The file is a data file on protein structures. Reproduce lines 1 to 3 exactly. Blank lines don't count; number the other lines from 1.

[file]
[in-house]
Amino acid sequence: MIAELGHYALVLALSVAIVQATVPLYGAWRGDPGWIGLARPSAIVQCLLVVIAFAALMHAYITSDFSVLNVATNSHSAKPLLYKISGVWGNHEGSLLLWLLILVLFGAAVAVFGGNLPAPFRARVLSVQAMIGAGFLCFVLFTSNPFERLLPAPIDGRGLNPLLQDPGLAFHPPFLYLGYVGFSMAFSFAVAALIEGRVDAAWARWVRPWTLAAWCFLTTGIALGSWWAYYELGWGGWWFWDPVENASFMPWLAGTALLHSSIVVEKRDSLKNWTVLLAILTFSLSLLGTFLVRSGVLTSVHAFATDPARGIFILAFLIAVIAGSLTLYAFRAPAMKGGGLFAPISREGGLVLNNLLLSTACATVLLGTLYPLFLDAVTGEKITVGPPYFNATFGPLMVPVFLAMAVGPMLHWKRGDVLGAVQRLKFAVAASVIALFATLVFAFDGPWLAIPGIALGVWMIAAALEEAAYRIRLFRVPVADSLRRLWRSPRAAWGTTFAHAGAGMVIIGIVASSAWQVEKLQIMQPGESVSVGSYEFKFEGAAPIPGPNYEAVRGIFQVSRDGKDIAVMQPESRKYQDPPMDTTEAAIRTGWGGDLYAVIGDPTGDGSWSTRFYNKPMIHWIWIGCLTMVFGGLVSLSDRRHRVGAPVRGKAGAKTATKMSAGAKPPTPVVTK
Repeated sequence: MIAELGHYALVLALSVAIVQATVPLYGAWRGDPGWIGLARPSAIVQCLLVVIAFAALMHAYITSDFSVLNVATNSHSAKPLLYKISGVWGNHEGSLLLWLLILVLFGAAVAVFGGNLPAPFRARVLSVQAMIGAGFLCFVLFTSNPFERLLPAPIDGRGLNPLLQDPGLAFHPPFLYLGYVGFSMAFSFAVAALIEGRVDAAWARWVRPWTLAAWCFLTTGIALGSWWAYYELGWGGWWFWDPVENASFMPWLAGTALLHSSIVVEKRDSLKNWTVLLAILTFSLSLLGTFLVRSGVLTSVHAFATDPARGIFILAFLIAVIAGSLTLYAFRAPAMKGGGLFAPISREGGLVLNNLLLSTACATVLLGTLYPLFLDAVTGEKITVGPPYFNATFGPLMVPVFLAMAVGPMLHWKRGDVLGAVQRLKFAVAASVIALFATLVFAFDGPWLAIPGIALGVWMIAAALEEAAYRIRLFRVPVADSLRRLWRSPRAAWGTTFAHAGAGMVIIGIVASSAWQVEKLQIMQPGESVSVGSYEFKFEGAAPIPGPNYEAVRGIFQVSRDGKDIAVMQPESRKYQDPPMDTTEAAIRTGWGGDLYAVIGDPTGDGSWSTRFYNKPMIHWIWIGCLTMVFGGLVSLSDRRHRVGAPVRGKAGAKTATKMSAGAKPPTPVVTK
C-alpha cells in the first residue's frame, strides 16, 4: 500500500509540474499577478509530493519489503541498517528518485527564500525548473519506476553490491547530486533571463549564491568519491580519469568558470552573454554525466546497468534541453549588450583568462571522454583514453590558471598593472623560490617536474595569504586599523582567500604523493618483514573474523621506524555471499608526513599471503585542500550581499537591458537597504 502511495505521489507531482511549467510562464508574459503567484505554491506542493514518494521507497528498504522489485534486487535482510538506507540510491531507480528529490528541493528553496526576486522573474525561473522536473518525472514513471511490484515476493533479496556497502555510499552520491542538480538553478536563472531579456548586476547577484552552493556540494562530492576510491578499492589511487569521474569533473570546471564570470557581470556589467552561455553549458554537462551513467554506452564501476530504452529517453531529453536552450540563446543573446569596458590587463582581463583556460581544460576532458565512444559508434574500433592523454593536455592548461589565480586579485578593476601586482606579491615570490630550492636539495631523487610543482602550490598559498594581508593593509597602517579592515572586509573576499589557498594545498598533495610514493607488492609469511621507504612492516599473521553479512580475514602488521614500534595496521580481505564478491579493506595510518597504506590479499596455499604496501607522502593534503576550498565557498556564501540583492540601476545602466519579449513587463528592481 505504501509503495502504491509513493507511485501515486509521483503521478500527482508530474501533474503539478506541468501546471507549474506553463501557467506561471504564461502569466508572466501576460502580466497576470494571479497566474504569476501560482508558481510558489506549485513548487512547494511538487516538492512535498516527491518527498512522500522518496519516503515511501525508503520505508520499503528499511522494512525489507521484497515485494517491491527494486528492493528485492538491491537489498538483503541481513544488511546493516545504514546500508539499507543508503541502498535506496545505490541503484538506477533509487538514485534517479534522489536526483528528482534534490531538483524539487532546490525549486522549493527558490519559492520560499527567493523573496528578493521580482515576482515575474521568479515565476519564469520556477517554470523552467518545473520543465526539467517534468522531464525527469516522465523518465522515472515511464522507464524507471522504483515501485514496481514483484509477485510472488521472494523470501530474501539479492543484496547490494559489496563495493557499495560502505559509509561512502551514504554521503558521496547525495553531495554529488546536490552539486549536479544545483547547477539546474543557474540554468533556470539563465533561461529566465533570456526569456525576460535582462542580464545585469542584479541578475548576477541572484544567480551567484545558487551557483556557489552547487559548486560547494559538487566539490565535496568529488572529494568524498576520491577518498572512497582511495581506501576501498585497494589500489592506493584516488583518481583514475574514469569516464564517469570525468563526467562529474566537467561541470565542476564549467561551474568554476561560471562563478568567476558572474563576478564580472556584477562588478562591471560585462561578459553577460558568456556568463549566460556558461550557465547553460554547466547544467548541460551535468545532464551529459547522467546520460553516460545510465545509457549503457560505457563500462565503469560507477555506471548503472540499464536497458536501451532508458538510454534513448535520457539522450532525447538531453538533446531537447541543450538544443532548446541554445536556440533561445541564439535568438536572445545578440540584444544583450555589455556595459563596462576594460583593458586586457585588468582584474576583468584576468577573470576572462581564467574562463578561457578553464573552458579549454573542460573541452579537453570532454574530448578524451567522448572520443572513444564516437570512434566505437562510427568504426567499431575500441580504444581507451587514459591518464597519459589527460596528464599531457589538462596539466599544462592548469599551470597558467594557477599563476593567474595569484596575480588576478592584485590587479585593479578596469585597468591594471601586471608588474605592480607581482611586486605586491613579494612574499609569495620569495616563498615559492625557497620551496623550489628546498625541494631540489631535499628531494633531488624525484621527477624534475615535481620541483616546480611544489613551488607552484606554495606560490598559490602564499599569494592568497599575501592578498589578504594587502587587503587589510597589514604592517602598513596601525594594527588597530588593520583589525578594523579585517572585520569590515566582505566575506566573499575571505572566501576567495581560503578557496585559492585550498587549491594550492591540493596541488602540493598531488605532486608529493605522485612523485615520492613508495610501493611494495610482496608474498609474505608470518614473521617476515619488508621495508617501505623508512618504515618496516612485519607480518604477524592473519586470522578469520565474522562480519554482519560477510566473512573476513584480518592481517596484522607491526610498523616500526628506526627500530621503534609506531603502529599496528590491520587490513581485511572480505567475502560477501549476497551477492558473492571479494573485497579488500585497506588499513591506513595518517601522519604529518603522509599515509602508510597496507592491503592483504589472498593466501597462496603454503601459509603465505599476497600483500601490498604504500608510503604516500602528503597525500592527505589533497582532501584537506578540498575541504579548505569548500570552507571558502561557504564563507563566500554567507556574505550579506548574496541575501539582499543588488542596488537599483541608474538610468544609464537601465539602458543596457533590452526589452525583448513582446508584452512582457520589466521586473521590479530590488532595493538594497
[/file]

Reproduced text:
[in-house]
Amino acid sequence: MIAELGHYALVLALSVAIVQATVPLYGAWRGDPGWIGLARPSAIVQCLLVVIAFAALMHAYITSDFSVLNVATNSHSAKPLLYKISGVWGNHEGSLLLWLLILVLFGAAVAVFGGNLPAPFRARVLSVQAMIGAGFLCFVLFTSNPFERLLPAPIDGRGLNPLLQDPGLAFHPPFLYLGYVGFSMAFSFAVAALIEGRVDAAWARWVRPWTLAAWCFLTTGIALGSWWAYYELGWGGWWFWDPVENASFMPWLAGTALLHSSIVVEKRDSLKNWTVLLAILTFSLSLLGTFLVRSGVLTSVHAFATDPARGIFILAFLIAVIAGSLTLYAFRAPAMKGGGLFAPISREGGLVLNNLLLSTACATVLLGTLYPLFLDAVTGEKITVGPPYFNATFGPLMVPVFLAMAVGPMLHWKRGDVLGAVQRLKFAVAASVIALFATLVFAFDGPWLAIPGIALGVWMIAAALEEAAYRIRLFRVPVADSLRRLWRSPRAAWGTTFAHAGAGMVIIGIVASSAWQVEKLQIMQPGESVSVGSYEFKFEGAAPIPGPNYEAVRGIFQVSRDGKDIAVMQPESRKYQDPPMDTTEAAIRTGWGGDLYAVIGDPTGDGSWSTRFYNKPMIHWIWIGCLTMVFGGLVSLSDRRHRVGAPVRGKAGAKTATKMSAGAKPPTPVVTK
Repeated sequence: MIAELGHYALVLALSVAIVQATVPLYGAWRGDPGWIGLARPSAIVQCLLVVIAFAALMHAYITSDFSVLNVATNSHSAKPLLYKISGVWGNHEGSLLLWLLILVLFGAAVAVFGGNLPAPFRARVLSVQAMIGAGFLCFVLFTSNPFERLLPAPIDGRGLNPLLQDPGLAFHPPFLYLGYVGFSMAFSFAVAALIEGRVDAAWARWVRPWTLAAWCFLTTGIALGSWWAYYELGWGGWWFWDPVENASFMPWLAGTALLHSSIVVEKRDSLKNWTVLLAILTFSLSLLGTFLVRSGVLTSVHAFATDPARGIFILAFLIAVIAGSLTLYAFRAPAMKGGGLFAPISREGGLVLNNLLLSTACATVLLGTLYPLFLDAVTGEKITVGPPYFNATFGPLMVPVFLAMAVGPMLHWKRGDVLGAVQRLKFAVAASVIALFATLVFAFDGPWLAIPGIALGVWMIAAALEEAAYRIRLFRVPVADSLRRLWRSPRAAWGTTFAHAGAGMVIIGIVASSAWQVEKLQIMQPGESVSVGSYEFKFEGAAPIPGPNYEAVRGIFQVSRDGKDIAVMQPESRKYQDPPMDTTEAAIRTGWGGDLYAVIGDPTGDGSWSTRFYNKPMIHWIWIGCLTMVFGGLVSLSDRRHRVGAPVRGKAGAKTATKMSAGAKPPTPVVTK